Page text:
It’s been a busy couple of days. First, my wife Carol received her Governor’s Award for Excellence in Teaching in Jefferson City, then it was up to Columbia to the Missouri School of Journalism for the dedication of the Angus and Betty McDougall Center for Photojournalism Studies, and the Cliff and Vi Edom Photo Lab. While I spoke briefly on the friendship that Carol and I had with the McDougalls at the dedication ceremony, photo editor veteran Rich Clarkson delivered an insightful keynote tribute to Angus and Betty McDougall, Cliff and Vi Edom and Brian Lanker.
It was exciting to see the McDougall Gallery packed with people for the formal opening. Currently, the work of Angus McDougall is on display. The exhibit, curated by Jim Curley, comprises of vintage prints from McDougall’s career at the Milwaukee Journal and International Harvester. For information on upcoming exhibits, contact McDougall Center for Photojournalism Studies Director, David Rees.
The center and lab dedication was followed by a day of presentations of POYi and CPOY winners in multimedia. New media guru Brian Storm of MediaStorm delivered an out of the park presentation on how to do multimedia right. While I’ve always been a believer in multimedia (even before it was electronic!), no one, until Brian could make the case to me that there was a workable business model for photographers. Brian’s talk covered everything including why you should want to use new media publishing for greater audience reach, how to tell stories through multimedia, how to get them published by leveraging social media, and a workable business strategy. It’s worth your time and effort if you ever have the opportunity hear him speak. I simply loved the idea of how he creates online auctions for the licensing of MediaStorm projects (creating a race to the top for pricing, instead of the race to the bottom seen today in photo agency negotiations), and using technology to create your own media viewer so you can let your work go viral, yet control where it appears along with the ability to collect 100% from pre-rolls. These were just a few of his insights. His takeaway piece of advice to the students was “Don’t be an ass-hole.” While it was said somewhat tongue in cheek, he was serious. The photojournalism community is relatively small. Bad karma WILL come back to bite you.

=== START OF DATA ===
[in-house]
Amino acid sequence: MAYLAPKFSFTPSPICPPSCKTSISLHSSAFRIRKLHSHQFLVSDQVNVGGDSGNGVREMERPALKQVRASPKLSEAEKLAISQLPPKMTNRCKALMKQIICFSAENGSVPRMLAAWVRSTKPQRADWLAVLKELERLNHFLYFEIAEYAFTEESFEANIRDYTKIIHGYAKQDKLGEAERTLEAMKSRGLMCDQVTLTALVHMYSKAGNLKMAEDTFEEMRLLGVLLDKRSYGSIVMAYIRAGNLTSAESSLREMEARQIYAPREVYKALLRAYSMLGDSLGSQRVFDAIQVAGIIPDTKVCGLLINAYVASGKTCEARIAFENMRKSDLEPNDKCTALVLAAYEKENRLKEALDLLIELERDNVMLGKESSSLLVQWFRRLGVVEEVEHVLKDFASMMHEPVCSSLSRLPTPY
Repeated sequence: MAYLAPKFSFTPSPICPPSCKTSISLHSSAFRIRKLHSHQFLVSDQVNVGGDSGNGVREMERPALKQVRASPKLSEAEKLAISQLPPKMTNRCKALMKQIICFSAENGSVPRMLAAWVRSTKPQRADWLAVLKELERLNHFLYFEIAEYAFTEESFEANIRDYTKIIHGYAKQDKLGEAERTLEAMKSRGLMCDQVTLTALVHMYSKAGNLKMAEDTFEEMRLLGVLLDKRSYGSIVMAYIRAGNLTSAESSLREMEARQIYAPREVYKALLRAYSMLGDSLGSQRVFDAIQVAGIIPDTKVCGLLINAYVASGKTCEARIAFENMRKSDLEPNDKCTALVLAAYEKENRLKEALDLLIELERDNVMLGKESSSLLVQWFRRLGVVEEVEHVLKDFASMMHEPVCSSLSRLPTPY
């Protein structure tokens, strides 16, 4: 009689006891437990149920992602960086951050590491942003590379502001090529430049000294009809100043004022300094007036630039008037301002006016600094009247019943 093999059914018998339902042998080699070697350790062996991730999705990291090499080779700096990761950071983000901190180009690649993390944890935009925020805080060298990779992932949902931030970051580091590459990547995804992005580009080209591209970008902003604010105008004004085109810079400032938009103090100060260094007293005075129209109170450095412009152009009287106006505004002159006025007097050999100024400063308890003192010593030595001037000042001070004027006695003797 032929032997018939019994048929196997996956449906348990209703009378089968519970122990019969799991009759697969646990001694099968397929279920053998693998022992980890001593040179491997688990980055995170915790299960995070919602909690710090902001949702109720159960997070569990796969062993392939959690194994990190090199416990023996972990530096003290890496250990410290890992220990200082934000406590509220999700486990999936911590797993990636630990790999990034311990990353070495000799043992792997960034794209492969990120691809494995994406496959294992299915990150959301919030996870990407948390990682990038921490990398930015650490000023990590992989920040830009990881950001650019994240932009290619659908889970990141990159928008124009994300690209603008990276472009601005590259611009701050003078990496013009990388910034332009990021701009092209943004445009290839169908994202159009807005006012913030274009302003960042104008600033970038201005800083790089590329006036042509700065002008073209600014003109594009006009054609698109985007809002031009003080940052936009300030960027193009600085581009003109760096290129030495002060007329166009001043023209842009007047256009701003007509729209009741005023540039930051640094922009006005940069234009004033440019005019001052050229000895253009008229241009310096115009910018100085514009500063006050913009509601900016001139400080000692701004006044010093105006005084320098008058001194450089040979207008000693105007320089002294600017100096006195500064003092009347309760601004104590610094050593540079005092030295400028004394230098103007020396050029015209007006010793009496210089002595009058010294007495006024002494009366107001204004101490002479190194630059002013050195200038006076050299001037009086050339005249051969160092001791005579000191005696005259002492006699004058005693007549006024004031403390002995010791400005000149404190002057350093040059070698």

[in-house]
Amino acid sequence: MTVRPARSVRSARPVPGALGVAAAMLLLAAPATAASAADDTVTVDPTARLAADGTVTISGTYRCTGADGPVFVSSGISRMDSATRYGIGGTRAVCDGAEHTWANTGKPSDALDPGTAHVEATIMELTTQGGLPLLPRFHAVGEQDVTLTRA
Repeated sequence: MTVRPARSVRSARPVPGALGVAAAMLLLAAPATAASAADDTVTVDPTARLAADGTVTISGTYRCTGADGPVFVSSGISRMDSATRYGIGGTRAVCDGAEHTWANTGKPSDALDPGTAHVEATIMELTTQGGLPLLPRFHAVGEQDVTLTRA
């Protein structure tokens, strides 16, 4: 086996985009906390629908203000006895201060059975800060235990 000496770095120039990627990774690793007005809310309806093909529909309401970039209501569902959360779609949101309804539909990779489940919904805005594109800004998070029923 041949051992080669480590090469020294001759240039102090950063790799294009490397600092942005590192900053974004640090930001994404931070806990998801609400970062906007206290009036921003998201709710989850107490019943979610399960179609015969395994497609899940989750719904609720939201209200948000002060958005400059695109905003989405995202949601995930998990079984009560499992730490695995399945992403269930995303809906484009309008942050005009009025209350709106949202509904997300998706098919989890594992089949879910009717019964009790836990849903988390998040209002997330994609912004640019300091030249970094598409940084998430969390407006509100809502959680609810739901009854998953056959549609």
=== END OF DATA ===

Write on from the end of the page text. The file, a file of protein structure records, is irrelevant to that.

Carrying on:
ABOVE: James Balog (center), an award winning nature and environmental photojournalist, answers questions from photojournalism students in the gallery of the Angus and Betty McDougall Center for Photojournalism Studies at the Missouri School of Journalism in Columbia, Missouri. Balog was at the university to receive a Missouri Honor Medal In recognition of three decades of using the photographic image to help the public understand the impact of environmental change. Balog is the founder and director of the Extreme Ice Survey (EIS) and the Earth Vision Trust. The visit by environmental photojournalist James Balog to the McDougall Center for Photojournalism Studies last fall is just one example of how photojournalism students at the Missouri School of Journalism will be able to interact and view the work of some of the best photojournalists in the world. The Center’s purpose “is to preserve for archival, research and educational use collections of photographs by newspaper, magazine and documentary photographers. It establishes the Missouri Photojournalism Archive, providing educational programming from the archive of Angus McDougall and other individual photographers, while sustaining and expanding educational efforts of existing Missouri programs, POYi (Pictures of the Year International), CPOY (College Photographer of the Year), MPW (Missouri Photo Workshop).